Who needs a school room when you can play "Memory" under the kitchen table?
Playing "I Spy" with objects in the "sh" bin. Today Me Too demonstrated the ability to identify an object by its initial sound when there were three objects to choose from. He also demonstrated the ability to identify an object according to its ending sound. We are finally getting a little closer to being ready for sandpaper letters.
Me Too started today with part of color box 2 (I had a bin prepared with only the "greens" because they are his favorite color). Afterwards, he asked for some presentations on "later" sensorial materials, specifically the binomial cube. I told him if he could show me that he knows how to do the red rods and the stereognostic bag we had out today I would show him how. Here he is checking his work on the red rods.
My organizational efforts finally uncovered our metal insets. Their reappearance inspired a lot of inset work today. I gave Me Too his first presentation on them. All of our "tripod grip" preparation with the Montessori materials and with our art materials seems to have paid off with Me Too as he was holding the little triangular colored pencils properly. He has a lot of trouble holding the inset and frame steady while he traces.
Check out Kal-El's "deep concentration" face:
Me Too vacuuming up what he described as "quite a mess" after hammering golf tees into foam:
Kal-El was so proud of his work matching labels to objects/pictures that have the "sh" sound that he asked me to photograph it when he was finished.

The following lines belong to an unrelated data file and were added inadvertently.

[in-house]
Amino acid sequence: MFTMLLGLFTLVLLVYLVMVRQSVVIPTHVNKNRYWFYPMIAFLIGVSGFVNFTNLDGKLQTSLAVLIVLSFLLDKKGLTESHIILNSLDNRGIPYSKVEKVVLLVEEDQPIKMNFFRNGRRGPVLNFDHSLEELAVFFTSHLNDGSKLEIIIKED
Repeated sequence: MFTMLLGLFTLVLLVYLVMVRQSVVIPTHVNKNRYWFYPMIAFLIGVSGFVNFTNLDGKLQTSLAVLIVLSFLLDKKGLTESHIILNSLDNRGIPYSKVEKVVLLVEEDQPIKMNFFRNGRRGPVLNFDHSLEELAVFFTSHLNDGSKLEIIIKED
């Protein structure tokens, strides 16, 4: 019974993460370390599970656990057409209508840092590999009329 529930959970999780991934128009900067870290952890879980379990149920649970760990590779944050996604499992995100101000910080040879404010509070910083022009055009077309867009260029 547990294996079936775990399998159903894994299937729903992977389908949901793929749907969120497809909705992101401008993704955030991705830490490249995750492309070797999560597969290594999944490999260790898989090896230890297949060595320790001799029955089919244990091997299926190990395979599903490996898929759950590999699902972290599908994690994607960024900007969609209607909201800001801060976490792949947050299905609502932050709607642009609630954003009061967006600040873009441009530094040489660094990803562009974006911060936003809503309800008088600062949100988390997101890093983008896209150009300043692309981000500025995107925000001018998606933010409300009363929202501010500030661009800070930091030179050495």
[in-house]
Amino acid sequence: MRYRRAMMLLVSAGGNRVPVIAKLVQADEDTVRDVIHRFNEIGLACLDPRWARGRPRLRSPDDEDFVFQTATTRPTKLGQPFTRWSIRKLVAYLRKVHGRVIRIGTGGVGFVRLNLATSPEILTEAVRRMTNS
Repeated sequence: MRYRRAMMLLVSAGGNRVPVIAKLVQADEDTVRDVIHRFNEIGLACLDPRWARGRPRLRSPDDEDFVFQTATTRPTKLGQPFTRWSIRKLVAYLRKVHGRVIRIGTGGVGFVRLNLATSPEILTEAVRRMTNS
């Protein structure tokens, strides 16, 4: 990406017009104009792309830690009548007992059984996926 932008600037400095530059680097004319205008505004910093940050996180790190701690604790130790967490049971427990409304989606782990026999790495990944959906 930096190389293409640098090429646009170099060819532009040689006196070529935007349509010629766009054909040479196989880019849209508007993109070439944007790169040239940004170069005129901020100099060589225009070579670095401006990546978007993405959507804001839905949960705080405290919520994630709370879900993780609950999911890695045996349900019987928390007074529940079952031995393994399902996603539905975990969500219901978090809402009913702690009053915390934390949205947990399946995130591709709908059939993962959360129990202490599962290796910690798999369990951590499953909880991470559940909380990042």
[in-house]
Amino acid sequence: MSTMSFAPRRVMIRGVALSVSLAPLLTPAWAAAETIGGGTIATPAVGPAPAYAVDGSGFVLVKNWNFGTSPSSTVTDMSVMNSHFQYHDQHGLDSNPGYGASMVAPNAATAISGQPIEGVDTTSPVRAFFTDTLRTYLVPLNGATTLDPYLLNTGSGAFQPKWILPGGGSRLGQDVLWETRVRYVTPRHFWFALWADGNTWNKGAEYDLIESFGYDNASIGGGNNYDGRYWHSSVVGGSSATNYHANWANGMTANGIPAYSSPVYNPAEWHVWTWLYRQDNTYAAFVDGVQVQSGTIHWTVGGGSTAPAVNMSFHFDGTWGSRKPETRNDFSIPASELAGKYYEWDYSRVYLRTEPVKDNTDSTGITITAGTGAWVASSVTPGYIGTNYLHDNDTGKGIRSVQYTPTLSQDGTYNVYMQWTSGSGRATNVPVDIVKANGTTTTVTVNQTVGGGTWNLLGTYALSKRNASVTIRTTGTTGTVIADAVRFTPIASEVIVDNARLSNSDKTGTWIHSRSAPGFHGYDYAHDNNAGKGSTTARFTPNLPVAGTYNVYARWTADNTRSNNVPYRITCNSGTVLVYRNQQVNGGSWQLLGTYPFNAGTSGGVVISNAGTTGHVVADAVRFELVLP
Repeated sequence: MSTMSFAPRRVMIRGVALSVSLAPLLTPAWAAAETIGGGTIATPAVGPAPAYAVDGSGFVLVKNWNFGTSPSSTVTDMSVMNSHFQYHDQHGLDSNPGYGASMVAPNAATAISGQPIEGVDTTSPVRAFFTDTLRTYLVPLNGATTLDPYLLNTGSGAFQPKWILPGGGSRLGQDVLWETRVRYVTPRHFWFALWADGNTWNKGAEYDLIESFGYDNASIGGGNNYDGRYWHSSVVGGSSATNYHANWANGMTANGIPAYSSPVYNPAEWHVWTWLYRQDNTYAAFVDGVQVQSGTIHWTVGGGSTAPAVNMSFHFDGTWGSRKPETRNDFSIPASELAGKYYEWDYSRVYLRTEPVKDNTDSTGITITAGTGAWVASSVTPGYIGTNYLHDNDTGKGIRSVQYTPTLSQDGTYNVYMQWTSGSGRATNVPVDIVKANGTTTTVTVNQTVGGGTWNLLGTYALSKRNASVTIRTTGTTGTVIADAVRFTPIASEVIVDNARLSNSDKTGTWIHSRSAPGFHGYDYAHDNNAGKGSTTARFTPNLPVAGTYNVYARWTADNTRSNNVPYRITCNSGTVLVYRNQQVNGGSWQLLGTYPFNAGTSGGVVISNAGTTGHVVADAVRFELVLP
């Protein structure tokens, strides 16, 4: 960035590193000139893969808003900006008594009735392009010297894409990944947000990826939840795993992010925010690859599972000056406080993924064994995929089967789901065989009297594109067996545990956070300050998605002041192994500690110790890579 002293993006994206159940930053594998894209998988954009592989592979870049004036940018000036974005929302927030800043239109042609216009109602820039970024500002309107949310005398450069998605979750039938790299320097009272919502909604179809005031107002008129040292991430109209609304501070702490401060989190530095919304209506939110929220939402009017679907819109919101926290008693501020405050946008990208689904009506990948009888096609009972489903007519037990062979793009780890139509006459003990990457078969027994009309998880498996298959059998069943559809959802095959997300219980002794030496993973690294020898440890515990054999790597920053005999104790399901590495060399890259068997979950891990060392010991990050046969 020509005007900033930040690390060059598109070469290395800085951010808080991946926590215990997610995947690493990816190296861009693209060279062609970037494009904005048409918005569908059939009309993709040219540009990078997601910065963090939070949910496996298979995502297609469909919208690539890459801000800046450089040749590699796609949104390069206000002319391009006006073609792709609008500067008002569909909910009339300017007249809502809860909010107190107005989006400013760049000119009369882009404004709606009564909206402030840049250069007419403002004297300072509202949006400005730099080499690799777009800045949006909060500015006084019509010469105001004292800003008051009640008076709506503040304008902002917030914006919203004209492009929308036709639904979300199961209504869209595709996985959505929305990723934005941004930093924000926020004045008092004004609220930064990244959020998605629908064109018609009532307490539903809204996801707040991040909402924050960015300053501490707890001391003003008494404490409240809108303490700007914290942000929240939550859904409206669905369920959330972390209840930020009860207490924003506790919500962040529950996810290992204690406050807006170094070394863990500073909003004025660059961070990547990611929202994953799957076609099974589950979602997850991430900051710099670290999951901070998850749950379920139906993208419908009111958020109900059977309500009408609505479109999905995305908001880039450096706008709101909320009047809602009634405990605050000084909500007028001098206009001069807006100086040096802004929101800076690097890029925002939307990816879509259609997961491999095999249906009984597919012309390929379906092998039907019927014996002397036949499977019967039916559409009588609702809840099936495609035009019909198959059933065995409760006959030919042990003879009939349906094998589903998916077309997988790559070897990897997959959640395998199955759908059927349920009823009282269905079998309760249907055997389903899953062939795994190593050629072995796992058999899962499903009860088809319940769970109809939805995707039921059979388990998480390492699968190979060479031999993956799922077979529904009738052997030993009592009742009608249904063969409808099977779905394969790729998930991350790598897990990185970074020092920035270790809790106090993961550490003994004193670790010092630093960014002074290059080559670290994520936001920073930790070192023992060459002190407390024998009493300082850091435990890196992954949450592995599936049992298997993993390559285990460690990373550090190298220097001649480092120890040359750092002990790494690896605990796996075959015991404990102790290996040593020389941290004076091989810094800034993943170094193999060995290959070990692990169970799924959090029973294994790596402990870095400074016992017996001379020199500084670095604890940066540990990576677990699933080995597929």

He is having intermittent difficulty differentiating the "sh" and "ch" sounds. Me Too worked for an hour in the school room today before Kal-El joined us. The "ch" bin was new. Kal-El was UPSTAIRS building train track. I came upstairs briefly to get Me Too some slippers and Kal-El said "You know what else has the "ch" sound? Chapstick." That child was learning from his little brothers work one floor and two rooms away from where we were working. How about that?
Kal-El is in a sensitive period for writing. After working with the "sh" bin today he got out bigger paper to phonetically spell "battleship." He spelled it "badlship" which reflects how he pronounces it.
I added the bases to our box of geometric solids today.
I realized that the bases that came with our set are not as Gettman describes them. My set came with the three stands for the curved-surface solids and also one of each of the following: square, circle, rectangle, equilateral triangle, and isosceles triangle.
Gettman describes three squares, two circles, two rectangles, and one of each of the triangles. He has the directress show the child how to place as many bases as will fit against the solid's sides. The cube, for example, will have a square under it and squares against two of its sides; the pyramid, for example, will have a square under it and the isosceles triangle against one of its sides. Does anyone have any experience with this and have any opinions on whether one square, circle, etc., are enough or do you think I should make additional pieces? What I can't figure out why they stopped at "three squares" when the could have made four or six? Why one isosceles triangle and not two or three? Thoughts? I need to see if there is a Homfray video on this.
Me Too did eventually get that presentation (two actually) on the binomial cube. He was not able to get it back in the box today. I remember Kal-El being the same way though. I'll just have to wait and see.
For those of you looking forward to the promised post on the insect shelf...it is scheduled for tomorrow!
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